Once, when a relationship I loved but struggled with was ending, I felt convinced that if only he and I went to the spot of one of our first dates (a place we had returned to throughout our relationship and where we always felt calm and connected), we would somehow figure everything out. Of course, I didn't suggest we go there, and so we didn't, and the relationship came to its natural end. Looking back I don't think the place could have breathed new life into anything at the time, anyway, but what's striking to me is that, for a moment, I was certain that a place had the power to do so. Such is the power of a couple's secret, private space.
When we're growing up, forts made of blankets and secret clubhouses provide space for friendships and crushes to develop. And if you've seen the movie Up!, you perhaps have some thoughts on how one's childhood clubhouse can - with a little care, fresh paint, and the right partner-in-crime - create space for adult love to bloom.
As women and men grow up and form loving adult relationships, it becomes increasingly important for couples to create a space in which they can relax, be themselves, and grow closer. For many couples, the bed they share may be the place to which they retreat for feelings of safety, comfort and love - not to mention sex. A couple's bed is where they may let down their emotional and physical guards during sleep as well as during sex. In fact, it may be one of the few places where they can make themselves feel entirely vulnerable to another human being.
For some people, trust and security come easy. For others, learning to be vulnerable to another person is a struggle that they may or may not win with time, practice and what feels like great risk taking. Consequently, as damaging as affairs in any shape or form may be, they can feel particularly threatening when a person allows their affair into the bed they share with their partner. Betraying trust by letting someone else into a couple's bed can feel not just hurtful, but devastating.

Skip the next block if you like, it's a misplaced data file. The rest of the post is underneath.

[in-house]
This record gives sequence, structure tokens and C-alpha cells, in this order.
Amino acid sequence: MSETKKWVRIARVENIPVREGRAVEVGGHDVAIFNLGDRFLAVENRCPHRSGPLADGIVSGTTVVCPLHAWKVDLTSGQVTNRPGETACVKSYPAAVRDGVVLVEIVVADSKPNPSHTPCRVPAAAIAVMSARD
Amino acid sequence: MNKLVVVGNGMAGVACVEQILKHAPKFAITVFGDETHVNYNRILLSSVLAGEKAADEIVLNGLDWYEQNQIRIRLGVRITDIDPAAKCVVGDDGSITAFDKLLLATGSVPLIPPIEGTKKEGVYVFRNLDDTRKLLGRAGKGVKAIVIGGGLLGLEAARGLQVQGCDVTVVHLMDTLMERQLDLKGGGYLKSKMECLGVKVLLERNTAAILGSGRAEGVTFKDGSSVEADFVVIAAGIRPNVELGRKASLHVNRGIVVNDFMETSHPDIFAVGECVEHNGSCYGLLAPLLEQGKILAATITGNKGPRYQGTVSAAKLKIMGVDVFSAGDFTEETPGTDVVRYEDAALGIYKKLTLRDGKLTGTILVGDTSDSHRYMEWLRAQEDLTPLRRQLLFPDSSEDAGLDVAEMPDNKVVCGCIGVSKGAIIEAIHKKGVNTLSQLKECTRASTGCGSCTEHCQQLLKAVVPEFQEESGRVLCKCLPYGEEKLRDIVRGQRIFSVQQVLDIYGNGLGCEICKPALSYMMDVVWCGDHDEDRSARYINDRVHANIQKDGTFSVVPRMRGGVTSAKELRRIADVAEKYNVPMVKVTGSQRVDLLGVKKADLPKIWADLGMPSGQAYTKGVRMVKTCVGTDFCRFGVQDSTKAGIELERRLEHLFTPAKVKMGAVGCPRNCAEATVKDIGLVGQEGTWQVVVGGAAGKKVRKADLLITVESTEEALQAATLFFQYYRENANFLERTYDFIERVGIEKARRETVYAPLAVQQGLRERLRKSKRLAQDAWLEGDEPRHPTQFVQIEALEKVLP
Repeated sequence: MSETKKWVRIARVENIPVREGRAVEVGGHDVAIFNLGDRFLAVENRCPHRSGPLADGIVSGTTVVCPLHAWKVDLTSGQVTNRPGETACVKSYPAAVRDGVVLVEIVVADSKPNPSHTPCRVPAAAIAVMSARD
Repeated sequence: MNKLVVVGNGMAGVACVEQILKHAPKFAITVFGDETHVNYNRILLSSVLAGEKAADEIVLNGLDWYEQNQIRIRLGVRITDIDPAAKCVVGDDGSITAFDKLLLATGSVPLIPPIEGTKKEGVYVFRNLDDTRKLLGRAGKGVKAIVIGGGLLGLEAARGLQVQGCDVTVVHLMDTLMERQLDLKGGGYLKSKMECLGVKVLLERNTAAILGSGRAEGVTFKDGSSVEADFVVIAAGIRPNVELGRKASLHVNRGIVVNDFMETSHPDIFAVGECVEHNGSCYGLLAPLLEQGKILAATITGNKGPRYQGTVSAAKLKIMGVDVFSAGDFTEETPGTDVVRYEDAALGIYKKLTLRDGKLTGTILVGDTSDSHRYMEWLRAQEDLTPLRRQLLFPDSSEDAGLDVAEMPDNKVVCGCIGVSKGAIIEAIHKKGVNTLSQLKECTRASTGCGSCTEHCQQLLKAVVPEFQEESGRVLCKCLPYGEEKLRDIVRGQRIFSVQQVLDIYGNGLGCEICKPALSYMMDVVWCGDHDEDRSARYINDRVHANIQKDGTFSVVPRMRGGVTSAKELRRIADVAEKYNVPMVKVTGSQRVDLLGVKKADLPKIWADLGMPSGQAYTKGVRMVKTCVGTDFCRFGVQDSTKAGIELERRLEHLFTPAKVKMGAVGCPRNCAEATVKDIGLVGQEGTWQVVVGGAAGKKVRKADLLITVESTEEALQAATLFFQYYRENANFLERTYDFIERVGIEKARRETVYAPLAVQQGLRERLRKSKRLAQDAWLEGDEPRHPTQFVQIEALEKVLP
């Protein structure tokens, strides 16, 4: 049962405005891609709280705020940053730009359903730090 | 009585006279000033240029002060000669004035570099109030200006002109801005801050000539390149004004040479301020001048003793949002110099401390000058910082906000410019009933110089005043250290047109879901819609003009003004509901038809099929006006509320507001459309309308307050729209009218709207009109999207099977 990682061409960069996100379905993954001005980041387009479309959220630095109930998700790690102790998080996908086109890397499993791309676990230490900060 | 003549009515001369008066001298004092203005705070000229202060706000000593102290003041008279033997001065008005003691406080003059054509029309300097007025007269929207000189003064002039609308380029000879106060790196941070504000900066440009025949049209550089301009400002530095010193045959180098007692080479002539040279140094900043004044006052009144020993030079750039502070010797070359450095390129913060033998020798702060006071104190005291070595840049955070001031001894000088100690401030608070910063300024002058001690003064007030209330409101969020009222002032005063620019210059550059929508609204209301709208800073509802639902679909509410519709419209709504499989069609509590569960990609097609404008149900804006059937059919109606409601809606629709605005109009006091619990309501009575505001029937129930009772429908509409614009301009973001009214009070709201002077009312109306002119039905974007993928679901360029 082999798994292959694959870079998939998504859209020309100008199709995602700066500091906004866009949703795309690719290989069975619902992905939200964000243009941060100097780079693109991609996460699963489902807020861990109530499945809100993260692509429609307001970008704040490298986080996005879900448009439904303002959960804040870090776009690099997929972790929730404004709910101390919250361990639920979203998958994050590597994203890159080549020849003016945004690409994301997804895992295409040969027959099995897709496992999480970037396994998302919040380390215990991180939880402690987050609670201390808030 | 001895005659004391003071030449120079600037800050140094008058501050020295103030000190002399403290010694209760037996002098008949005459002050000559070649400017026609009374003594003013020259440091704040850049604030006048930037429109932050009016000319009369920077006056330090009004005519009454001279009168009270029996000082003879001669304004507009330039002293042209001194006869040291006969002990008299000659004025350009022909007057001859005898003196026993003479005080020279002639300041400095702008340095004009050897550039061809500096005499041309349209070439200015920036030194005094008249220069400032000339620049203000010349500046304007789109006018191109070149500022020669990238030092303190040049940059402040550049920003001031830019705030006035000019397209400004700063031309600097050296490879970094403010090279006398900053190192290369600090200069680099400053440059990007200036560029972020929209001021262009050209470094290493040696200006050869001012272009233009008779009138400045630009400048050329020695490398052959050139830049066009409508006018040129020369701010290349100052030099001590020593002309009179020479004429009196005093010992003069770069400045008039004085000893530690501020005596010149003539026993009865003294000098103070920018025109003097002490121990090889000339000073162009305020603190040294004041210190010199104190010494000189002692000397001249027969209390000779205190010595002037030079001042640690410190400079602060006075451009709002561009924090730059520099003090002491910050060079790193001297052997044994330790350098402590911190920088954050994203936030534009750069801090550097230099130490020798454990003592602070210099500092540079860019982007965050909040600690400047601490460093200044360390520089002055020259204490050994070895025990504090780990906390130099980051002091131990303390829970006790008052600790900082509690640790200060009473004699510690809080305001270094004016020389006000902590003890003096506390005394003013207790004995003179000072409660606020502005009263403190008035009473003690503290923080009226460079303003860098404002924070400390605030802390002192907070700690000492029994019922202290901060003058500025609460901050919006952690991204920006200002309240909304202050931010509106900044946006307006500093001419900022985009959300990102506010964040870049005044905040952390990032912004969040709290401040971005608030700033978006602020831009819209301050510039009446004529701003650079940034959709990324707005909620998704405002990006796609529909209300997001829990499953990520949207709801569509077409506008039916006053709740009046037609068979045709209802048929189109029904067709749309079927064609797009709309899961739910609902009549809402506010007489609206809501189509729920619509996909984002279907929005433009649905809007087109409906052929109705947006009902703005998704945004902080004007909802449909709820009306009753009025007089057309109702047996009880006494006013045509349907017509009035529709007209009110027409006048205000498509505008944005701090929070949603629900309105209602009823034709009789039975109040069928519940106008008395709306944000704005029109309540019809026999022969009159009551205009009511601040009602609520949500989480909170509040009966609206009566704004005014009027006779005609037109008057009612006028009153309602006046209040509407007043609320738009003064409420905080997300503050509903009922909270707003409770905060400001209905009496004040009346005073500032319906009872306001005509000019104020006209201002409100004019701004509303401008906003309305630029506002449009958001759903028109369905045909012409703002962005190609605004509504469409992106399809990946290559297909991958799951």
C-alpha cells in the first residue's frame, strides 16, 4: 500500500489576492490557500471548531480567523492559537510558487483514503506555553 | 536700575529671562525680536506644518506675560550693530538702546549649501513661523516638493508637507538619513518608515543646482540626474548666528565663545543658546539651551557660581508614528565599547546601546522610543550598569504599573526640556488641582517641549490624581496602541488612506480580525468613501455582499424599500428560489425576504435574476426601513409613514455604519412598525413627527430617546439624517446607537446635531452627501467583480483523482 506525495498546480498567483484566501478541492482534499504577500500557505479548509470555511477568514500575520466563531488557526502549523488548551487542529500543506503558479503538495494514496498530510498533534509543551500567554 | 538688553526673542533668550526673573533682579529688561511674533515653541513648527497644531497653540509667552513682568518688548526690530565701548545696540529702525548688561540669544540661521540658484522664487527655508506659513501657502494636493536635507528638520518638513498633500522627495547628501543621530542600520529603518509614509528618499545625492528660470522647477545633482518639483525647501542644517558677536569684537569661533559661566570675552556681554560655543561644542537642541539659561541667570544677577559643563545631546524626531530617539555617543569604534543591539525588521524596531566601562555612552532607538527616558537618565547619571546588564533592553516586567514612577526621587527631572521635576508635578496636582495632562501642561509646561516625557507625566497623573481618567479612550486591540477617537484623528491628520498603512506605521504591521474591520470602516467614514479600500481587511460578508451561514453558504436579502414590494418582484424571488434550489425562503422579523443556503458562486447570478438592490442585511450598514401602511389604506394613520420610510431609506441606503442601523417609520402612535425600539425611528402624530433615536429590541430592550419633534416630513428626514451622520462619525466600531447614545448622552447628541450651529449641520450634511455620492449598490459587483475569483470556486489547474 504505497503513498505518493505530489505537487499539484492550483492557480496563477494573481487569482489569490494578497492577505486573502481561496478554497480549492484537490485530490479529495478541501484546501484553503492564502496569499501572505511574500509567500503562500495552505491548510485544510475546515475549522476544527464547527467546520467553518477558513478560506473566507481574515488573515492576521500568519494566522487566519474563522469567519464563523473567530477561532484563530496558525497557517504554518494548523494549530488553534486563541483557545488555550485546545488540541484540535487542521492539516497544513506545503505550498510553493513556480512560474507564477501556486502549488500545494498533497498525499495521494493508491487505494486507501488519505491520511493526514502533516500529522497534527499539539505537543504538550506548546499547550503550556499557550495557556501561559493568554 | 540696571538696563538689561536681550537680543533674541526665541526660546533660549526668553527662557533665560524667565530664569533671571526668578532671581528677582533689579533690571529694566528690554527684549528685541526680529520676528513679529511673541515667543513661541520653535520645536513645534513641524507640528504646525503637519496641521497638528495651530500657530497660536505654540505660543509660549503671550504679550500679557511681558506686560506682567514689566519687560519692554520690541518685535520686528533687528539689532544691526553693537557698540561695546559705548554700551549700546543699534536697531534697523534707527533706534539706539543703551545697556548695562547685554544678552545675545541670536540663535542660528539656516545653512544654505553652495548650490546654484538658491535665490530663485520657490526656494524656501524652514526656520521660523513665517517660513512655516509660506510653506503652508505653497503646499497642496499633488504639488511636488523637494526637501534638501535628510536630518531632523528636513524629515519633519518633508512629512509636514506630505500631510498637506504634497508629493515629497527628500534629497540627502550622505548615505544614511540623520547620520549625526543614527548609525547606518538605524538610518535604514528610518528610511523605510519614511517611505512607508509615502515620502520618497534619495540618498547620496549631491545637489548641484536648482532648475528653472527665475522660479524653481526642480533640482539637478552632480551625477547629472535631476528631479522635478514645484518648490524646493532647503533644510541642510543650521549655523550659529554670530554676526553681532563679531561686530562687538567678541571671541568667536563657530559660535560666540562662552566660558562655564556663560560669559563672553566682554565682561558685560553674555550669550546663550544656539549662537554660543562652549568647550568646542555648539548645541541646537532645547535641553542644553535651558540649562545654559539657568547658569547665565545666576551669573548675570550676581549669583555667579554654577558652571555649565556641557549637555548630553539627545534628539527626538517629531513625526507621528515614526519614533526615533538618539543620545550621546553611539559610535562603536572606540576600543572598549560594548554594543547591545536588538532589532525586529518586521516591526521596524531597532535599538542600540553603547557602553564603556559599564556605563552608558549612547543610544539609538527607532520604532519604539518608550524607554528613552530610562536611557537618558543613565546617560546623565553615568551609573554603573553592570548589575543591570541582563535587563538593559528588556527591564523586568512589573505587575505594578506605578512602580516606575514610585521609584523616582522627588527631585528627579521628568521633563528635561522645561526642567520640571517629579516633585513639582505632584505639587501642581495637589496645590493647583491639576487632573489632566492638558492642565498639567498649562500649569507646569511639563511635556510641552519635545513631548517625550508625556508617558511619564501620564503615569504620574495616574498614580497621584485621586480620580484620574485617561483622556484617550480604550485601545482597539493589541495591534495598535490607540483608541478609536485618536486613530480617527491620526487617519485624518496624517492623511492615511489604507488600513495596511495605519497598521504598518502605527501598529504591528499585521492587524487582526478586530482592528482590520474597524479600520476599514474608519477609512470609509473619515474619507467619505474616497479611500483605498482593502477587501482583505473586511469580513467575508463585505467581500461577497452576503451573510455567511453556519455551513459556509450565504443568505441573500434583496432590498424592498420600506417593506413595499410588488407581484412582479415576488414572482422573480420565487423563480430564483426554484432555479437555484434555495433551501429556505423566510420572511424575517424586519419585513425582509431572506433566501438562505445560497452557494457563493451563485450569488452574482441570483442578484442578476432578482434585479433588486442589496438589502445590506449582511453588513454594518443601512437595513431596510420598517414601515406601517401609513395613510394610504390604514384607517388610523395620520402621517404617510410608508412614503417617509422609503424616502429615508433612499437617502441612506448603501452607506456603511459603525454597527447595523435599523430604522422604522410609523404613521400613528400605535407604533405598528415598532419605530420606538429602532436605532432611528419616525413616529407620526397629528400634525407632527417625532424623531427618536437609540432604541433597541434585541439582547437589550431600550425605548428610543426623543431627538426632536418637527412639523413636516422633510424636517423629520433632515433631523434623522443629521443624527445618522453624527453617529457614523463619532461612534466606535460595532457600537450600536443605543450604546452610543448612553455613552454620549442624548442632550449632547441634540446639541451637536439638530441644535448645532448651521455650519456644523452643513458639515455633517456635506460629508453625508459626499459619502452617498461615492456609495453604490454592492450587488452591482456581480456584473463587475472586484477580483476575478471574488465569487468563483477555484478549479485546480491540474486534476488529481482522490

The bed is such a special place for many women and men that it's not unusual for some couples to say that they have their best conversations with each other when they are in bed. Maybe they wake up on weekends feeling rested and enjoy lying together, just talking. Perhaps before sleep, the ritual of getting undressed, settling into bed and holding one another close allows the conversation to flow more naturally than during the day. For some couples, it's sex that brings them closer - kissing, hugging, touching, and naked passion may be followed by cuddling, closeness and sharing secrets one might never think to share over breakfast, let's say, or watching television.
As relationship-enhancing as a bed or bedroom may be, others places can allow love or sex to bloom, too. A bath tub can serve as a private sanctuary in which some couples dissect their day, share their dreams, or seduce one another. The shower can be not only a place to become clean but a place to start kissing or to have passionate, lustful sex. Some couples find their special place outside the home: a fire tower nestled in the woods in which they can take in an entire forest of autumn leaves, a park in which they can lie down and look at clouds, or a neighborhood hotel that they can retreat to for a night away from the kids and a chance to feel young again. Even a living room sofa can provide comfort and closeness for a couple or family as they huddle together to eat popcorn and watch a movie.
Wherever you find your special place, know that it is important to have one and to visit it with some regularity to keep it alive as a sanctuary and a place that matters. Spaces become alive in the ways that they bring us closer to a partner, a family or a group of friends. As life gets hectic and relationships become stressed, special places can help to center a relationship. Going to bed together can feel calming, sneaking away to your favorite hotel can ignite passion, and drawing a fragranced bath for your significant other may just inspire romance or re-connection. Where's your secret spot?
Inspired by the song Somewhere Only We Know by Keane and the book Two in a Bed by Paul Rosenblatt.
Debby Herbenick, PhD, MPH is a research scientist at Indiana University, a sexual health educator at The Kinsey Institute, and the author of Because It Feels Good: A Woman's Guide to Sexual Pleasure and Satisfaction. Her personal blog can be found at MySexProfessor.com